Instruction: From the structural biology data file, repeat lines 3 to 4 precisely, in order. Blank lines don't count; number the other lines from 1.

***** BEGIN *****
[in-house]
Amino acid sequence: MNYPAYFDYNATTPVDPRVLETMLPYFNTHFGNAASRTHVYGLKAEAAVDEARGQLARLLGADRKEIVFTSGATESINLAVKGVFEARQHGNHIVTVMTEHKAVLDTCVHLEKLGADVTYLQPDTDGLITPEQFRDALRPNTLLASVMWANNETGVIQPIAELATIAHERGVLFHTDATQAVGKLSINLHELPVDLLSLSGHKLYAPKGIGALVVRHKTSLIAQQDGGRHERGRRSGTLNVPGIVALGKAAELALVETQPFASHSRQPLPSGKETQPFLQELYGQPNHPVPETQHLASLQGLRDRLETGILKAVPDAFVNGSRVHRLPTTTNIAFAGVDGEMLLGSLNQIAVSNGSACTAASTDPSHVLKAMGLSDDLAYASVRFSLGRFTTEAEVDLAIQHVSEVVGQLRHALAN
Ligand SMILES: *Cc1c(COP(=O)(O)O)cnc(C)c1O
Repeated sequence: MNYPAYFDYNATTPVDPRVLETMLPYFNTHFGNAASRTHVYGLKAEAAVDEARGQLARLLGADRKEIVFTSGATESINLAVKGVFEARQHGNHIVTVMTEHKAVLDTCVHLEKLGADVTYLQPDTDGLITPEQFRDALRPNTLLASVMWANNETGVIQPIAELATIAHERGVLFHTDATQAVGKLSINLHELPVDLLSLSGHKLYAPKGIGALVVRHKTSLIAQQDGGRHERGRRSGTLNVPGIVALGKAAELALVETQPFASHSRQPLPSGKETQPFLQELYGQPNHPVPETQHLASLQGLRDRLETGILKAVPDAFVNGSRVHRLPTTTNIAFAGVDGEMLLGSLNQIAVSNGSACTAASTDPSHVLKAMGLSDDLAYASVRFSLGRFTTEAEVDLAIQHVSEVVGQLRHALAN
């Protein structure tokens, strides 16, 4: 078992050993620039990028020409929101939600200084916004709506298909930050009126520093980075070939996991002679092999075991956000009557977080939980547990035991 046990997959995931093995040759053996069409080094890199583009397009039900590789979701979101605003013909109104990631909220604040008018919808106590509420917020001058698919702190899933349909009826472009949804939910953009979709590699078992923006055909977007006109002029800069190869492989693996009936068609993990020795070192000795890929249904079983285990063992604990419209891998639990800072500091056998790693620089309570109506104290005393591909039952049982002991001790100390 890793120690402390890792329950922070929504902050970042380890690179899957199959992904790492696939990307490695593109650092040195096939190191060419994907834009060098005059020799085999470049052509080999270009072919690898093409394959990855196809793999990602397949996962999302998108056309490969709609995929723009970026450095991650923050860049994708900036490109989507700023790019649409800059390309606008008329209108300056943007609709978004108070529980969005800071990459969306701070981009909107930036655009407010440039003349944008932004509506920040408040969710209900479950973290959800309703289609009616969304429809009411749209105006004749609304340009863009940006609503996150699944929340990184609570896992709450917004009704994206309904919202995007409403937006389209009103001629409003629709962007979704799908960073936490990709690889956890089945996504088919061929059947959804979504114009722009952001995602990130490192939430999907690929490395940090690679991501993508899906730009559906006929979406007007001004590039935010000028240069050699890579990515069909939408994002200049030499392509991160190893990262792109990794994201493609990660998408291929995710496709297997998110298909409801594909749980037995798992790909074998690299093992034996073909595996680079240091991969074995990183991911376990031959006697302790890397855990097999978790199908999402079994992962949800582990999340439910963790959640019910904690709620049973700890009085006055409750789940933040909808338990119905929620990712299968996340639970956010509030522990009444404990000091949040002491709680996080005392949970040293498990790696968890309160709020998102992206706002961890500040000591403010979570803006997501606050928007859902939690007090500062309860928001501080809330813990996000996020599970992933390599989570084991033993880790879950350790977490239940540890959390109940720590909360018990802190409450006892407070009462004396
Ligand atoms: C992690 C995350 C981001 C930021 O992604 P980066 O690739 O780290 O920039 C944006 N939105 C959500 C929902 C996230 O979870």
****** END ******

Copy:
Ligand SMILES: *Cc1c(COP(=O)(O)O)cnc(C)c1O
Repeated sequence: MNYPAYFDYNATTPVDPRVLETMLPYFNTHFGNAASRTHVYGLKAEAAVDEARGQLARLLGADRKEIVFTSGATESINLAVKGVFEARQHGNHIVTVMTEHKAVLDTCVHLEKLGADVTYLQPDTDGLITPEQFRDALRPNTLLASVMWANNETGVIQPIAELATIAHERGVLFHTDATQAVGKLSINLHELPVDLLSLSGHKLYAPKGIGALVVRHKTSLIAQQDGGRHERGRRSGTLNVPGIVALGKAAELALVETQPFASHSRQPLPSGKETQPFLQELYGQPNHPVPETQHLASLQGLRDRLETGILKAVPDAFVNGSRVHRLPTTTNIAFAGVDGEMLLGSLNQIAVSNGSACTAASTDPSHVLKAMGLSDDLAYASVRFSLGRFTTEAEVDLAIQHVSEVVGQLRHALAN